The blog of Dr Glenn Andrew Peoples on Theology, Philosophy, and Social Issues

Tag: social issues

Dear Church, hurting people are protesting. Don’t mess this up.


You may have heard that there’s a protest going on. Here in Wellington, there are protestors camped outside Parliament. They are opposed to vaccine mandates, which mean that unless a person is up to date with their COVID-19 vaccines, they are restricted in terms of which business places they can go to, and in many cases they are subject to being dismissed from their job against their will. Three quarters of the protestors are not vaccinated at all and have been personally impacted by this, but everyone involved in the protest agrees that the mandates need to end. People are hurting over this.

Initially there was a strong police presence at the protest, and as was captured in some very unpleasant footage, police actions directly caused violence and a serious dent in the claims that police conducted themselves “professionally.” Now the police are ramping up their activities again (as they must), and it just doesn’t look like this is going to end well.

I have a side in this, in the sense that very basically, I agree with the protestors. Vaccination is a very good thing to do (a lot of the protestors would disagree with me there), but the mandates are a significant overreach of the state. The mandates have created a second class of citizens (something the Prime Minister openly agreed with before the mandates came into effect), extending even as far as the Church, which is now a segregated body of the welcome and the unwelcome (when the Church meets together).

Far be it from me to tell anyone what to think about this. But… Church, please think very carefully before you side with the powerful.

Making self-help sound like terrorism


You’ve heard of Jordan Peterson. He’s a Canadian professor of psychology and a clinical psychologist. In his work in the latter role, he has helped a lot of people deal with mental health issues and sort their lives out, as clinical psychologists are wont to do. He became notorious because of the hate he received when he objected to a university trying to force people to use the gender pronouns of transgender individuals. Not that he never uses those pronouns, but he objected to being told that he had to use them, or else face consequences. He didn’t create the situation, he just responded to it because it affected him directly.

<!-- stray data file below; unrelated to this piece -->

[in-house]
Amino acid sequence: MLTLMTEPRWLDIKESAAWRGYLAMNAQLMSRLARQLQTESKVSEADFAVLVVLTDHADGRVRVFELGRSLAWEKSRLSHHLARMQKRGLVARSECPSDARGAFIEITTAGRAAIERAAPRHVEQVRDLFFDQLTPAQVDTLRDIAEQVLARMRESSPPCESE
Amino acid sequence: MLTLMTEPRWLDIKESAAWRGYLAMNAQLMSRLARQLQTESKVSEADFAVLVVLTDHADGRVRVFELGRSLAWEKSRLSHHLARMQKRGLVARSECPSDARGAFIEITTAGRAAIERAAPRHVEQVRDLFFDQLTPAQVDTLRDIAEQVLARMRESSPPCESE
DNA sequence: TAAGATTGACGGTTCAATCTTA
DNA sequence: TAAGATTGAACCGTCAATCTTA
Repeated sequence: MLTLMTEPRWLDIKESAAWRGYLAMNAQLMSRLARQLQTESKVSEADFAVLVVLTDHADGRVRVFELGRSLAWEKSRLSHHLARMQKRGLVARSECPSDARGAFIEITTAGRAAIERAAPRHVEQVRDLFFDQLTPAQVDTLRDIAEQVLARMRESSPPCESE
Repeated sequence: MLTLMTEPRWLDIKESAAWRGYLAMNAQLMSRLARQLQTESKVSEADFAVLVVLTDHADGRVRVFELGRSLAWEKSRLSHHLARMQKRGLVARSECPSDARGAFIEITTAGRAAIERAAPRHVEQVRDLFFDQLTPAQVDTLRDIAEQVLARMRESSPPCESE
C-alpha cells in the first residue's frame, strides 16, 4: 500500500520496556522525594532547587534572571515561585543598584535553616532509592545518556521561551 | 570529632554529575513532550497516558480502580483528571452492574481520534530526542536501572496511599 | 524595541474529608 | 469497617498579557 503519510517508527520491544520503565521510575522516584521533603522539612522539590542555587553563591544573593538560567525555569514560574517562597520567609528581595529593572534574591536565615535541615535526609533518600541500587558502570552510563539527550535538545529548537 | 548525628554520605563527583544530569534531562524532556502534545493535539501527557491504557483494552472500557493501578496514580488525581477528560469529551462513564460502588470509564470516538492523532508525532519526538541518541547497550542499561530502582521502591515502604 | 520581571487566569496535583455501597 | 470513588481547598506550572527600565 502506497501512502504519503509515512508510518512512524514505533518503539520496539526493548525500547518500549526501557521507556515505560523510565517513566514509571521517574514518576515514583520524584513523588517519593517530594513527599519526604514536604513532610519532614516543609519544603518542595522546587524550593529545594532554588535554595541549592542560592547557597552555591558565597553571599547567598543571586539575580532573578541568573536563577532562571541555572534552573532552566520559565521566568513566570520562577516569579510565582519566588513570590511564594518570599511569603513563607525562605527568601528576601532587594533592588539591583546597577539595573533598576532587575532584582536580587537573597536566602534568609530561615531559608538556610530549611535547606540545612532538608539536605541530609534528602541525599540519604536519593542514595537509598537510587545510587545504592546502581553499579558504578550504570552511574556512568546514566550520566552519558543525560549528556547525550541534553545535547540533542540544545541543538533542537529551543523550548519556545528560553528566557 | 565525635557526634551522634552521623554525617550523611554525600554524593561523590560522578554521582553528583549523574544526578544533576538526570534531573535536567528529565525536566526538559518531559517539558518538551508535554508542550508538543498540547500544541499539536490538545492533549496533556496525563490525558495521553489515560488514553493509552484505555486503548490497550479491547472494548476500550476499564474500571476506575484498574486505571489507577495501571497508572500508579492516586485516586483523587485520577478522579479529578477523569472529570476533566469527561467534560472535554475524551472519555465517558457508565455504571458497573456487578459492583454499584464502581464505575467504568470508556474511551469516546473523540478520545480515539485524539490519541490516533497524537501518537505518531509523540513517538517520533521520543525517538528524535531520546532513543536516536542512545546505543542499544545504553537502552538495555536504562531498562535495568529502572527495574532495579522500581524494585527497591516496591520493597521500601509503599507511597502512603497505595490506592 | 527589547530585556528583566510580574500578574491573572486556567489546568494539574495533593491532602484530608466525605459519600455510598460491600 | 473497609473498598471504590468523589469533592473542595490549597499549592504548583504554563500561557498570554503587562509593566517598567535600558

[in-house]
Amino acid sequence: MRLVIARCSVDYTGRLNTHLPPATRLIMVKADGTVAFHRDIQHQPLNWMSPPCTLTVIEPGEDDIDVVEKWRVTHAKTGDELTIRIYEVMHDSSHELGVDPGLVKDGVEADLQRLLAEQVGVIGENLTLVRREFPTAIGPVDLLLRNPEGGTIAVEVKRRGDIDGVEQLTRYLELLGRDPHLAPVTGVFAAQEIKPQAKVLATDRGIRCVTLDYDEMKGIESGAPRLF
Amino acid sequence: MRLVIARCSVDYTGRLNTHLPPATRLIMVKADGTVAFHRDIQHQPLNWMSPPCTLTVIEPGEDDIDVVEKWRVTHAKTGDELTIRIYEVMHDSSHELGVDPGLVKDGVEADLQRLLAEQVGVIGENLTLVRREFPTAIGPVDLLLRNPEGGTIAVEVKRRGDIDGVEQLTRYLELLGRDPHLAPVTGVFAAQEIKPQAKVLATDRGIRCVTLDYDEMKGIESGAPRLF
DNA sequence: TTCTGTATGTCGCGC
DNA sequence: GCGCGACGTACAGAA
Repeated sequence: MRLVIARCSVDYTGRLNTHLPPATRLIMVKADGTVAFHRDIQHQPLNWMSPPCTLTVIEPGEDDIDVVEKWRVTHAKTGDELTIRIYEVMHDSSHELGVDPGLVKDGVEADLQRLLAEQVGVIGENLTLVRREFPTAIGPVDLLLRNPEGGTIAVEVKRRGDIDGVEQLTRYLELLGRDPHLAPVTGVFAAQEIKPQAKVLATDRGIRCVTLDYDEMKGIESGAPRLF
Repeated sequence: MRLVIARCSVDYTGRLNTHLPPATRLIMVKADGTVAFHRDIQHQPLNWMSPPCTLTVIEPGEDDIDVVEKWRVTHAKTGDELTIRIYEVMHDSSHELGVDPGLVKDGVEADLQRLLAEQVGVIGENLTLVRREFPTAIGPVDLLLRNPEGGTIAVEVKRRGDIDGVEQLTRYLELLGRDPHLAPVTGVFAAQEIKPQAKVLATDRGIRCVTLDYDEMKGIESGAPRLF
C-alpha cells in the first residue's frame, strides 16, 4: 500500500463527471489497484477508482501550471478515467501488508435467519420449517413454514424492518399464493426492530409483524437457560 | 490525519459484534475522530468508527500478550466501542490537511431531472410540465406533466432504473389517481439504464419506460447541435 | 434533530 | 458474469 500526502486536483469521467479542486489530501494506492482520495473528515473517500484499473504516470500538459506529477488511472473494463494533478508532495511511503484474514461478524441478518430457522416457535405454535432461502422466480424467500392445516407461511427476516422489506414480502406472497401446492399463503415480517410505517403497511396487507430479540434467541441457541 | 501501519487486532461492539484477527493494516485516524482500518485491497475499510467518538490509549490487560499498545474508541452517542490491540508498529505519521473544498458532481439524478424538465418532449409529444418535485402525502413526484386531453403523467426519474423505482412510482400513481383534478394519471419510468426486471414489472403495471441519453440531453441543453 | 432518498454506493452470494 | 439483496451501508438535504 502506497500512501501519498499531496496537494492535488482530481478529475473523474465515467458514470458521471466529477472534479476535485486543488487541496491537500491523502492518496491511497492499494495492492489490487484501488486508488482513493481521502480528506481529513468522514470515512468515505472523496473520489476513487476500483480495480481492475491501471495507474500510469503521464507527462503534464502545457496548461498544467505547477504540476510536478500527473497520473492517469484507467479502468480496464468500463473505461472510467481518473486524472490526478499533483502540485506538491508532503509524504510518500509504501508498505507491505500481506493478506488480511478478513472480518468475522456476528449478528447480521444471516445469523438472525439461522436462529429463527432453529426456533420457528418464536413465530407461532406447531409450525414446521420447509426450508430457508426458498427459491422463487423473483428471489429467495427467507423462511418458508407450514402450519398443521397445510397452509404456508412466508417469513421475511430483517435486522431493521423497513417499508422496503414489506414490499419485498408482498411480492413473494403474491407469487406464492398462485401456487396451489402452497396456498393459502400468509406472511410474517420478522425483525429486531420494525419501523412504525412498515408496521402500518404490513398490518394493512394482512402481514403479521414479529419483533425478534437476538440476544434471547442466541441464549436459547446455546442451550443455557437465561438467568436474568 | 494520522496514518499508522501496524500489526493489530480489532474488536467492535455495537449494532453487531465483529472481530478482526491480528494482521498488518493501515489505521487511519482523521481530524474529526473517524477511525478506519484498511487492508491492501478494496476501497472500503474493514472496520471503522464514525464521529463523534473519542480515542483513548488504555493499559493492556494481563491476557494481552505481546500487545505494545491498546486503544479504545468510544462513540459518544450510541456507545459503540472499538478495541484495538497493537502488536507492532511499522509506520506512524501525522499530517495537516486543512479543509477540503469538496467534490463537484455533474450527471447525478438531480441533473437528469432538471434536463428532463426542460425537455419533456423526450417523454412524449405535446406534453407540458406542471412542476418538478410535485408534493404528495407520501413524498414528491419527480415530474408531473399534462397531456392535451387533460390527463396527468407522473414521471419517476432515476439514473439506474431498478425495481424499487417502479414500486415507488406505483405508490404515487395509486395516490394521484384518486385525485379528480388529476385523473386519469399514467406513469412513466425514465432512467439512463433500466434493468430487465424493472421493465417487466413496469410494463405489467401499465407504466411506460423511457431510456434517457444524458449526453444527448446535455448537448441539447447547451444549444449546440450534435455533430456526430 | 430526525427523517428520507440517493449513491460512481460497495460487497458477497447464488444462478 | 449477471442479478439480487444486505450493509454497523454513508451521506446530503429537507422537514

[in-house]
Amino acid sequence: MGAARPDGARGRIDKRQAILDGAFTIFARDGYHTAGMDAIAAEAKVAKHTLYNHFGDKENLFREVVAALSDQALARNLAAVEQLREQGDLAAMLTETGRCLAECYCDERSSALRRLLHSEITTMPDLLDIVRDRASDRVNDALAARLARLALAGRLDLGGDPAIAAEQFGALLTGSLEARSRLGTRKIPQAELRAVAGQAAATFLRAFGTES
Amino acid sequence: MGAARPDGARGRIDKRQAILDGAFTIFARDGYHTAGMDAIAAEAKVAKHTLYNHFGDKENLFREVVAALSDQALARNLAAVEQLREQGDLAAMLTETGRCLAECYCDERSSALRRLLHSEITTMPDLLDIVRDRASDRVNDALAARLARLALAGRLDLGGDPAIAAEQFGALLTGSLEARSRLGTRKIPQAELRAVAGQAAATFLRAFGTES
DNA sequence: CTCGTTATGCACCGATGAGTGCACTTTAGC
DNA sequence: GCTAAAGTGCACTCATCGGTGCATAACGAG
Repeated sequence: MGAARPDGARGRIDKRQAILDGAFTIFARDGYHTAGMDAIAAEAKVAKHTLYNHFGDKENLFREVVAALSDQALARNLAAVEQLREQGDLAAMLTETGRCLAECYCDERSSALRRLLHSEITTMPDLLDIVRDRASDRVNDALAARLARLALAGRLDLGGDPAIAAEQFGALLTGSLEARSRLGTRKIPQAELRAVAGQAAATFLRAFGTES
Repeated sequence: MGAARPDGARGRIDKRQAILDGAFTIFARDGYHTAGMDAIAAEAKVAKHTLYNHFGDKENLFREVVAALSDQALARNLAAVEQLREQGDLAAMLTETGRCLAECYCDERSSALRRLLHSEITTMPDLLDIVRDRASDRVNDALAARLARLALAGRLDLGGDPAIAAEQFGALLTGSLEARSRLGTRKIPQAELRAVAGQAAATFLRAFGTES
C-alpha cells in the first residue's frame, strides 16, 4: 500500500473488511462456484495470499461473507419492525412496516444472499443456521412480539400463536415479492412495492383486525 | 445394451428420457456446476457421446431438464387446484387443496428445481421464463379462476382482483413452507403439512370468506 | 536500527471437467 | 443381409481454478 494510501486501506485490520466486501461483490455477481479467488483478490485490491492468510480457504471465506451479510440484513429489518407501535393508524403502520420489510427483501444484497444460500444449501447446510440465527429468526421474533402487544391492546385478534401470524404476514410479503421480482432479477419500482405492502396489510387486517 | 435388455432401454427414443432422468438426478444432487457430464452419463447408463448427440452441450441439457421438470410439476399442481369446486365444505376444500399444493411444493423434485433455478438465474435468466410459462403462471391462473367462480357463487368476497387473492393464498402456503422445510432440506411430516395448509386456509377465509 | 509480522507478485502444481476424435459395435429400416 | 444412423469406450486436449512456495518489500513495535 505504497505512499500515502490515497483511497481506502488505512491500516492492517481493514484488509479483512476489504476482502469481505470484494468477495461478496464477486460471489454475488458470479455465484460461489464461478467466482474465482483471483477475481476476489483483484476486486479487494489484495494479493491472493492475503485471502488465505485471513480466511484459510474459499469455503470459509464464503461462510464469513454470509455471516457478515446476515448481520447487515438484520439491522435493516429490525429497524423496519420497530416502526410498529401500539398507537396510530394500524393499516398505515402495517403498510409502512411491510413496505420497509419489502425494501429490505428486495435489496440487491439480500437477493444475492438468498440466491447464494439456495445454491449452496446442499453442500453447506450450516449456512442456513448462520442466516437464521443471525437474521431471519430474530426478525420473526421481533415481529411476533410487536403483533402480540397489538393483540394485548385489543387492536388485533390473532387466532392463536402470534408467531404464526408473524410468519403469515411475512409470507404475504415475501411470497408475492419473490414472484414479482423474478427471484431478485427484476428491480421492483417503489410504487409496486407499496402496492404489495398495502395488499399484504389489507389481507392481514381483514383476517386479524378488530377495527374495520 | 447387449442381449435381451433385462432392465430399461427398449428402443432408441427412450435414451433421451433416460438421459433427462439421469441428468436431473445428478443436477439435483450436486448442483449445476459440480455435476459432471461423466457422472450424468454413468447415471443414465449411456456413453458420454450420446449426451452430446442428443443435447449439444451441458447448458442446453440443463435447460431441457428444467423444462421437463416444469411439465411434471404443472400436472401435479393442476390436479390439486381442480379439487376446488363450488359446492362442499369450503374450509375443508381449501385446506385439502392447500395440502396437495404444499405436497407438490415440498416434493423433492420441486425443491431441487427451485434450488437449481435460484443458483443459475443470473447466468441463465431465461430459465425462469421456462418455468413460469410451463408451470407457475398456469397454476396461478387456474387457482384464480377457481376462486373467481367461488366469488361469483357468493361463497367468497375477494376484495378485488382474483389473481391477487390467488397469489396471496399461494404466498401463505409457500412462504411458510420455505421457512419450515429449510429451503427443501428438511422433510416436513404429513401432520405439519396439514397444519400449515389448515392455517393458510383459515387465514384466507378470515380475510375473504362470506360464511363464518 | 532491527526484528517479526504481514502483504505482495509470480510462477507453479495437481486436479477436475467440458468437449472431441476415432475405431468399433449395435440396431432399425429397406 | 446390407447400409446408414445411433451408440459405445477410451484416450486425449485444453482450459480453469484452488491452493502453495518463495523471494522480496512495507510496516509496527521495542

Peterson has managed to offend people in other ways, too (not that this is a great feat today), for example by arguing that genuine sex differences exist – hardly a radical theory. Cathy Newman notoriously made him more famous via an interview in which she spent nearly all of her time re-stating and misrepresenting most of his answers when discussing the gender pay gap. Peterson didn’t force her to do that. She did it herself, and so badly that she became a meme. She was a train wreck, and in retrospect few people doubt that she knows it. Otherwise the interview would have been much less remarkable and would almost certainly not have had the positive effect on Peterson’s fame that it did.

Most of Dr Peterson’s subject matter is psychology and self-help. But (generally when the issue is raised with him) yes, he has talked about things with broader political and social implications. When he does, the target of his criticisms are generally not just people on the left or the right, conservatives or liberals, but rather the space on the political spectrum he calls “the radical left,” although at times he has also spoken specifically about the dangers of fascism in particular as well as the factors that enable it.

Unsurprisingly, the radical left (as much as I dislike collectivism – take me to mean “many people who could fairly be described as radical leftists”) tend not to like Jordan Peterson. But even not liking somebody or their views should surely be compatible with some very basic principles of fairness and decency.

Pro-life slogans and groupthink


I’ve seen a couple people share this picture. I’ve removed the original speaker’s name, but he’s a relatively well-known speaker in Evangelical circles and is does a lot of work in Christian apologetics. I also have no particular issue with him in general, so I didn’t want to make it about him at all.